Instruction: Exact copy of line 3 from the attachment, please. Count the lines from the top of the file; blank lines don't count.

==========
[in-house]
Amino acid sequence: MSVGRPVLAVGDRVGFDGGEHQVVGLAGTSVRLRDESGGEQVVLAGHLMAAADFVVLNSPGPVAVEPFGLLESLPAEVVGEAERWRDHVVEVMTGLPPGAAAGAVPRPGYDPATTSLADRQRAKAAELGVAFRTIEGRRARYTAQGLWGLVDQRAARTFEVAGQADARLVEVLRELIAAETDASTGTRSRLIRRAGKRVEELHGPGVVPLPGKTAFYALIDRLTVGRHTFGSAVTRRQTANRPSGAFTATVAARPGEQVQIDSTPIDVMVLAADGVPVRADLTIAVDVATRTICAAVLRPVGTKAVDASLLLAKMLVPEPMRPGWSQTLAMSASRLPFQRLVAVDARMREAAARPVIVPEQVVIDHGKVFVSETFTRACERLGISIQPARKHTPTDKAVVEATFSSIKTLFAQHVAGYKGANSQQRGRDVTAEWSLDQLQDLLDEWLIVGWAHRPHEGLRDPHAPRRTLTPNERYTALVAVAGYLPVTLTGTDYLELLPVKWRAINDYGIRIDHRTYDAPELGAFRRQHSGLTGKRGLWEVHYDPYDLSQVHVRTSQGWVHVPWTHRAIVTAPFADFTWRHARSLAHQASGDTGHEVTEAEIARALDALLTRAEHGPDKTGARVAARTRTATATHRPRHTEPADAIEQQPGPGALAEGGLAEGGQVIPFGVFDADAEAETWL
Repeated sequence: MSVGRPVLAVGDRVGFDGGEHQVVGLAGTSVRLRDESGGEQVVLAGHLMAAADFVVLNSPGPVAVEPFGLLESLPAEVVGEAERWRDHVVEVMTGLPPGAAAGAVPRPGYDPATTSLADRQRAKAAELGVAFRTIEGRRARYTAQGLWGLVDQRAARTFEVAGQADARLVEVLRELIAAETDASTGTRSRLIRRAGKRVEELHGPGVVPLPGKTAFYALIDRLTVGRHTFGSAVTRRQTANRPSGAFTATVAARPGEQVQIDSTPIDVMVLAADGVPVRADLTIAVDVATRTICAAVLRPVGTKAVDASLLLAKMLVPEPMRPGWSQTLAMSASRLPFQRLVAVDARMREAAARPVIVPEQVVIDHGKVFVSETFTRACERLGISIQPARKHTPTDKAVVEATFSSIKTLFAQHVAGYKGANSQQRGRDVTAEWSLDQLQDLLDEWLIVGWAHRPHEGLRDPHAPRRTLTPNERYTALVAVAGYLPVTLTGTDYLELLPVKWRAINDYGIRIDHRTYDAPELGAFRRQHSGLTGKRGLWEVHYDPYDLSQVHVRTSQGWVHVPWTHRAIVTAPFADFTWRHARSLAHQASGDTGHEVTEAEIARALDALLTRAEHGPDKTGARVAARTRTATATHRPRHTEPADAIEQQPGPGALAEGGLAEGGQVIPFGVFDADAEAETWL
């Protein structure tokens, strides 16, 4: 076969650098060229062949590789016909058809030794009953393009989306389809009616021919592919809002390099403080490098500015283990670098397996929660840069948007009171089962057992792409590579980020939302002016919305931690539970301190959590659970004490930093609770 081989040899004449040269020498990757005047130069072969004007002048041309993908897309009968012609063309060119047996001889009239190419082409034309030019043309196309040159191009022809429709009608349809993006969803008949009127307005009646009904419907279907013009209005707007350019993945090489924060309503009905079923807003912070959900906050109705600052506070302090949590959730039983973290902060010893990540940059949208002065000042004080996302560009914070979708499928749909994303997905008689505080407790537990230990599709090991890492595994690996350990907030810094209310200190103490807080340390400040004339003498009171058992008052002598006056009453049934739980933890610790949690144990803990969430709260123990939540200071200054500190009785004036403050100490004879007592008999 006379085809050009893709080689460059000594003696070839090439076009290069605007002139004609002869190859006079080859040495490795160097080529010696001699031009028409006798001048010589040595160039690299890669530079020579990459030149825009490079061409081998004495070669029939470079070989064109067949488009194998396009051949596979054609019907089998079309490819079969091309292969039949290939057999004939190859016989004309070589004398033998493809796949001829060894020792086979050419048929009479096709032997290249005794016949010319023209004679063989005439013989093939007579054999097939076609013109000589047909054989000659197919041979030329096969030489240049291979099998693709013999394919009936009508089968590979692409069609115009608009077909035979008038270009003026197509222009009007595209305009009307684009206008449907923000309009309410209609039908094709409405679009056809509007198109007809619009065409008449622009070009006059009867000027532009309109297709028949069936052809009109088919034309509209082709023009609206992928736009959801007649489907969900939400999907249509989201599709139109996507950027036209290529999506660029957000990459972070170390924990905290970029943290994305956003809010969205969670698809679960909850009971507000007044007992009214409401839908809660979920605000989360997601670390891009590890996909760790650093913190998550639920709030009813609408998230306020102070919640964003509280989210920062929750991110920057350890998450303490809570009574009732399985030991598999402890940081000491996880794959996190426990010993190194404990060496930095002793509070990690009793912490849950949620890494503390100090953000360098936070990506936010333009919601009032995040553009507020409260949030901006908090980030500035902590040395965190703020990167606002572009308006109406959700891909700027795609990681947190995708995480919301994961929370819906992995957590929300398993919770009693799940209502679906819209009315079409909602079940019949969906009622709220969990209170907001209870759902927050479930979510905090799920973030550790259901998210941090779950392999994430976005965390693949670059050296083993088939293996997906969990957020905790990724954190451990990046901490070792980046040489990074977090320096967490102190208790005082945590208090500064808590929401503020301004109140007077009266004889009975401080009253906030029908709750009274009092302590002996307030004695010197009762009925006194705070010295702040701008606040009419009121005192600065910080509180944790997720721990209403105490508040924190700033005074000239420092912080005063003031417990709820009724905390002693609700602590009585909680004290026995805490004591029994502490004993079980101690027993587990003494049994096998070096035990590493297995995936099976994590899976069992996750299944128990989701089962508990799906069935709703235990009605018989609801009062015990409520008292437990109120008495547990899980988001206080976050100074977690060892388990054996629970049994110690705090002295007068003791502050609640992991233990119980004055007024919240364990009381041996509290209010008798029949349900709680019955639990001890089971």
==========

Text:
Repeated sequence: MSVGRPVLAVGDRVGFDGGEHQVVGLAGTSVRLRDESGGEQVVLAGHLMAAADFVVLNSPGPVAVEPFGLLESLPAEVVGEAERWRDHVVEVMTGLPPGAAAGAVPRPGYDPATTSLADRQRAKAAELGVAFRTIEGRRARYTAQGLWGLVDQRAARTFEVAGQADARLVEVLRELIAAETDASTGTRSRLIRRAGKRVEELHGPGVVPLPGKTAFYALIDRLTVGRHTFGSAVTRRQTANRPSGAFTATVAARPGEQVQIDSTPIDVMVLAADGVPVRADLTIAVDVATRTICAAVLRPVGTKAVDASLLLAKMLVPEPMRPGWSQTLAMSASRLPFQRLVAVDARMREAAARPVIVPEQVVIDHGKVFVSETFTRACERLGISIQPARKHTPTDKAVVEATFSSIKTLFAQHVAGYKGANSQQRGRDVTAEWSLDQLQDLLDEWLIVGWAHRPHEGLRDPHAPRRTLTPNERYTALVAVAGYLPVTLTGTDYLELLPVKWRAINDYGIRIDHRTYDAPELGAFRRQHSGLTGKRGLWEVHYDPYDLSQVHVRTSQGWVHVPWTHRAIVTAPFADFTWRHARSLAHQASGDTGHEVTEAEIARALDALLTRAEHGPDKTGARVAARTRTATATHRPRHTEPADAIEQQPGPGALAEGGLAEGGQVIPFGVFDADAEAETWL